I’ve spent a lot of time thinking about my next blog post. I’ve had some really crazy ideas like creating a plug-in to run my own scripting language on top of InstallAware’s MSIcode. Yeah, I know it sounds crazy but it’s doable. InstallAware sets no limits on your imagination. After getting down to earth, I combed our community forums for ideas and voila! This one gets a lot of requests so I’m going to show you how to create your own online serial key validator dialog/script with InstallAware. This post will be the first in a series in which we’ll make an online serial validation mini-suite for your applications. At the end of the series, we’ll have complete MSIcode, ASPX and PHP scripts and a sample project with dialogs. My examples will be simple but once you get the idea, you’ll be able to modify my scripts or create your own from scratch easily.
My basic approach is as follows: In the setup wizard, I prompt the end-user to key in their serial number. After the serial has been entered, I connect to my web server using the Download File MSIcode command, and I ask my script (residing on the web server) to validate the serial number live. If the serial is valid, the web script returns “1″ along with a random number, if it’s not, it returns “0″. Note that there are lots of different approaches you can take when validating the serial number. You may, for example, first check if the serial number exists in your database. If it doesn’t, you can run your serial number algorithm to determine if it’s legitimate and then add it to your database, along with some other registration data, like user name, email address, company name, and so on. Alternately, even if the serial number already exists in your database, you can run additional checks to make sure its not a pirated key that has been going around for some time. You could for instance bind each serial to a unique installation ID, or what have you.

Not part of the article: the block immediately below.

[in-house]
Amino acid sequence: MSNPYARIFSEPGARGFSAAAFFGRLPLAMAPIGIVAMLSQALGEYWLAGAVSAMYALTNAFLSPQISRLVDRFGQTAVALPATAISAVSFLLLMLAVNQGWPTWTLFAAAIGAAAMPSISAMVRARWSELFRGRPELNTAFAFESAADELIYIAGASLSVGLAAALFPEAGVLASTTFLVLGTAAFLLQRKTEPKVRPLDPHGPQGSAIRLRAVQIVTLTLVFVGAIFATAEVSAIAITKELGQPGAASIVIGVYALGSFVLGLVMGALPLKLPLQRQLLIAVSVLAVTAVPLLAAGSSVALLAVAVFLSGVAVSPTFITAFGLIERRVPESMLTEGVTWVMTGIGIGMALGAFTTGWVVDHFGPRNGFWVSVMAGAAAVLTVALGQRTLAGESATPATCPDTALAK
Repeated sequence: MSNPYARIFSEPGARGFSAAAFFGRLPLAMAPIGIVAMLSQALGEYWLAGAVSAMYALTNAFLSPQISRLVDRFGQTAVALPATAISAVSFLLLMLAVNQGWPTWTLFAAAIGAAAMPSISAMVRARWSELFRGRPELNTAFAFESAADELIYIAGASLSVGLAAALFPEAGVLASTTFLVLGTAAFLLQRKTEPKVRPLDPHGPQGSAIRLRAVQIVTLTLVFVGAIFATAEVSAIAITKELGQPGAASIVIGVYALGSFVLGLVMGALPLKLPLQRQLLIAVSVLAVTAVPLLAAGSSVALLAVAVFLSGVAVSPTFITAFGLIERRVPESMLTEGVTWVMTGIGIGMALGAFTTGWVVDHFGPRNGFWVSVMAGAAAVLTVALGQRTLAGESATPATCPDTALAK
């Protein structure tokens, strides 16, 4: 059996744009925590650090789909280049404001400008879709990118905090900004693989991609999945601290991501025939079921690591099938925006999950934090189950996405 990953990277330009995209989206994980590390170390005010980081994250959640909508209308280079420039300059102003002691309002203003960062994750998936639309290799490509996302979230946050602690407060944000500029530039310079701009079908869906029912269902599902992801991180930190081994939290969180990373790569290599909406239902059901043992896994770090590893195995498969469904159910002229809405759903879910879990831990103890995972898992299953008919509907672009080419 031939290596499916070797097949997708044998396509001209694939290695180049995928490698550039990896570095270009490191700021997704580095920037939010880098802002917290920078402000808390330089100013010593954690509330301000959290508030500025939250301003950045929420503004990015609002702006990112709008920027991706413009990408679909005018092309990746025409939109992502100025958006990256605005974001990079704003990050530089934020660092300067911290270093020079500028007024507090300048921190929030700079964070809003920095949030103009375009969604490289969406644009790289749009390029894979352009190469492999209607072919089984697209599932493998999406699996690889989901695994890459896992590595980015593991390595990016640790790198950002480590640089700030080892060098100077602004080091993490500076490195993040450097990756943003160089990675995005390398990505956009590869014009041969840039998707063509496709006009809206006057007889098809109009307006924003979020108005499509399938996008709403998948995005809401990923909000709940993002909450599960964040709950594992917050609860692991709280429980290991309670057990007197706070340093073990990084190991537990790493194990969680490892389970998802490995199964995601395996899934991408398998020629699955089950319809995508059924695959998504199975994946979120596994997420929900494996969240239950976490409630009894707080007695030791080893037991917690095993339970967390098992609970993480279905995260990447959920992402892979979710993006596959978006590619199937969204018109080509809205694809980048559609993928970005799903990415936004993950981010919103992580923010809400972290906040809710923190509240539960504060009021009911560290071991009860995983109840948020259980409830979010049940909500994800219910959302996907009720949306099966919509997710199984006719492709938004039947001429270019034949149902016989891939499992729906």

Getting back to my particular scenario: When my web server script returns a “1″ followed by a comma delimited random number, I parse that string in InstallAware’s MSIcode to get the random number part (I use the Read from Text File and Parse String MSIcode commands). I then query the web server again with that value to dynamically determine what product version the end-user is licensed for, and which setup features should be enabled/visible on his/her “Components Tree” dialog. So again using Download File, I pass two parameters to my web script. The first is called ticket and is the random number that is valid for this session only. The second parameter is called component and is the name of the setup feature that I am validating for this particular end-user. On the server side, the script runs its validation against the database and returns a 0, 1, or -1 as a result. -1 means that this feature is disabled and invisible, so the end-user doesn’t even know it exists (this can be useful for trial version installations), 0 means that the feature is disabled but visible, so the user knows it exists but cannot select it (useful for licensed products on the lower-end of your product edition spectrum), and 1 means that the feature is enabled and visible, so the user is fully licensed for that feature. As I evaluate the results using If commands in MSICode, I dynamically enable or disable the relevant setup features using the Set Component Choice and Set Component Visibility MSIcode commands. In case you’re wondering why I use a random number ticket, I use it as a unique temporary key, to query my web server/database and find out which setup features should be enabled. A “security” pre-caution if you like.
In my next post, you’ll see how to wrap InstallAware’s update mechanism around your application. I’ll extend the built-in update functionality to use my online serial key validation mini-suite and check if the end-user actually has the rights to make updates – and allowing them only if (s)he bought a software subscription plan. Stay tuned!
Software Design Team Lead
InstallAware Software Corporation